Durga Mata was a woman who, like Mahisasura, studied hard and exercised until she was strong too. Unlike Mahisasura, her heart was big— big enough to fit God. So with God within her, Durga Mata went to Mahisasura and told him. “Be nicer. Be helpful. Be loving”. But Mahisasura just laughed at her and continued being mean. So Durga Mata went back to Mahisasura with the trident that God had given her. She attacked him. For 15 days they fought, until Durga Mata won. The people of the world were finally free and happy; to celebrate, they threw a huge party. Even today, we celebrate Durga Mata's victory in the form of Dashera.


There will be times when you, like Durga Mata, meet bullies who are strong and mean. But, like Durga Mata, you can become even stronger with God by your side.

 

Day 3: The 3 Goddesses.

Navratri is the celebration of female strength and power. Teach your kid that women are fierce by explaining the holy trinity of goddesses-- Saraswati, Laxmi, and Kaali.

 

Day 4: From Shunya to Punya.

Navratri is FUN, but it also helps solidify some FUNdamental Truths. Stay tuned for a Navratri number worksheet that has Navratri poems so that your kid can learn about numbers and Navratri at the same time! Coming this week!

 

Day 5: Share the story of the Pandavas.

The Pandavas were 5 brothers who lived in India a long long time ago. The eldest Pandava was Yuddhisthir, who was always fair. Then came Arjun, who was the greatest archer of all time. Then came Bheema, who was strong and powerful. Finally came the 2 youngest twins, Nakul and Sahadev, who were kind and loving.


All together, the Pandavas were great kings. They were caring and helpful--everyone in their kingdom was happy and healthy. The Pandavas had 100 cousins, called the Kauravas, the eldest of whom was named Duryodhan. Duryodhan was also a king, but he was rude and selfish. He only cared about himself, and so the people of his kingdom become greedy and mean, just like their ruler.


One day, Duryodhan decided that his kingdom was not enough-- he wanted the Pandavas’ kingdom too, and so a huge war began. Duryodhan and the Pandavas each went to the nearby kings to ask for their help in this war, and, one by one, the kings of India chose sides. They then both went to Krishna (God) for help. Now Duryodhan only wanted Krishna’s armies. But Arjun, who loved Krishna dearly, wanted Krishna himself. And so Duryodhan left with hundreds of warriors and Arjun left with Krishna by his side. When the war finally came, Arjun and the Pandavas were outnumbered. They had a small army compared to the Kauravas, but it didn’t matter. They had Krishna on their side. They had God on their side. And they won.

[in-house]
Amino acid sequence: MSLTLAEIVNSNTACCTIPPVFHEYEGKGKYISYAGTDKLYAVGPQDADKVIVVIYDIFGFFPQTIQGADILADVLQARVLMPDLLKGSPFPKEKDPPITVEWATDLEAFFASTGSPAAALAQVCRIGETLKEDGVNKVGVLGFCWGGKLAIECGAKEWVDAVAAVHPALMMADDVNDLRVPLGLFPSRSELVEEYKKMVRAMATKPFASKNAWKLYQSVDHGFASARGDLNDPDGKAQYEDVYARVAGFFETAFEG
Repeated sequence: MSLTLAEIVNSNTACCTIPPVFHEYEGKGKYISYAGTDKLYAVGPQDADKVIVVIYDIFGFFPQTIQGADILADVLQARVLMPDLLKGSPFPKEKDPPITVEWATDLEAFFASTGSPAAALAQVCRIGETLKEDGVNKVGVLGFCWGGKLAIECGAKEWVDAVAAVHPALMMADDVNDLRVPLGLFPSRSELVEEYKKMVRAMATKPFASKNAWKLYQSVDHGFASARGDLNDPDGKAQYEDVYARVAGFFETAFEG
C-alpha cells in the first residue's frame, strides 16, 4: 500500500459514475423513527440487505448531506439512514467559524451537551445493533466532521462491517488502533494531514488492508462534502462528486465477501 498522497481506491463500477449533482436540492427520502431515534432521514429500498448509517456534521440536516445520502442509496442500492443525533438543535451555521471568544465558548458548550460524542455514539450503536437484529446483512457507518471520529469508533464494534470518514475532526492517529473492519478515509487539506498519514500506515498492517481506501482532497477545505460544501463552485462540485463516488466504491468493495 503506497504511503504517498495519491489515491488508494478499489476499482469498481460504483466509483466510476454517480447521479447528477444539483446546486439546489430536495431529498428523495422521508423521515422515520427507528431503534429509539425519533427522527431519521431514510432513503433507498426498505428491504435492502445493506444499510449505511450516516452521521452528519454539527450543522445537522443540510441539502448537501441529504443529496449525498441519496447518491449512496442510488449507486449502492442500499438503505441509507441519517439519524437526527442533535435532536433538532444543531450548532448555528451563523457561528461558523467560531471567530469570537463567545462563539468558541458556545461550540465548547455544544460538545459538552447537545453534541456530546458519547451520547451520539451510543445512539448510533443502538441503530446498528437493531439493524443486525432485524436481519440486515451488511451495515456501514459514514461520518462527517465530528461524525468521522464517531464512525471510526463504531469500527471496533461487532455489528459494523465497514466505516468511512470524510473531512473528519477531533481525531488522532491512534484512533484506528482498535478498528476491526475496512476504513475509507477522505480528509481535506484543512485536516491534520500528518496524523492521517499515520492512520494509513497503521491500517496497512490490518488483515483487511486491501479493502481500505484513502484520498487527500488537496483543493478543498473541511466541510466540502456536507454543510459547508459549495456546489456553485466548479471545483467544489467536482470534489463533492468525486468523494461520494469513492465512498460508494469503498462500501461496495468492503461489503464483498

You, like Arjun, will one day choose between God and a million other things. And I hope you choose God.

 

Day 6: Make an Indian (or any) sweet with your kid.

This one is up to you, but if you find any good recipes share them in the comment section below (or better yet mail them straight to me!)

 

Day 7: Ghar Garba (Home Garba)

Who needs a crowd to have fun? Grab your kid and whoever else is at home, turn on some music, and dance some circles around your living room. There are lots of Garba playlists on youtube that you can use to help set the festive mood. Make sure you dress up too! You can even Zoom with your family or friends to amp the excitement!

 

Day 8: Family Fun.

Navratri is about connections. Have a Zoom reunion with your family and friends from across the globe. Share how you have been celebrating Navratri. Share the love.


 

Day 9: Craft Time.

Bust out the glitter, glue, scissors, markers and paint. Ask your kid what they learned about Navratri from the previous 8 activities. Ask what their favorite part of Navratri is and share yours. Then draw a picture of your favorite parts of Navratri.


68 views0 comments

Recent Posts

See All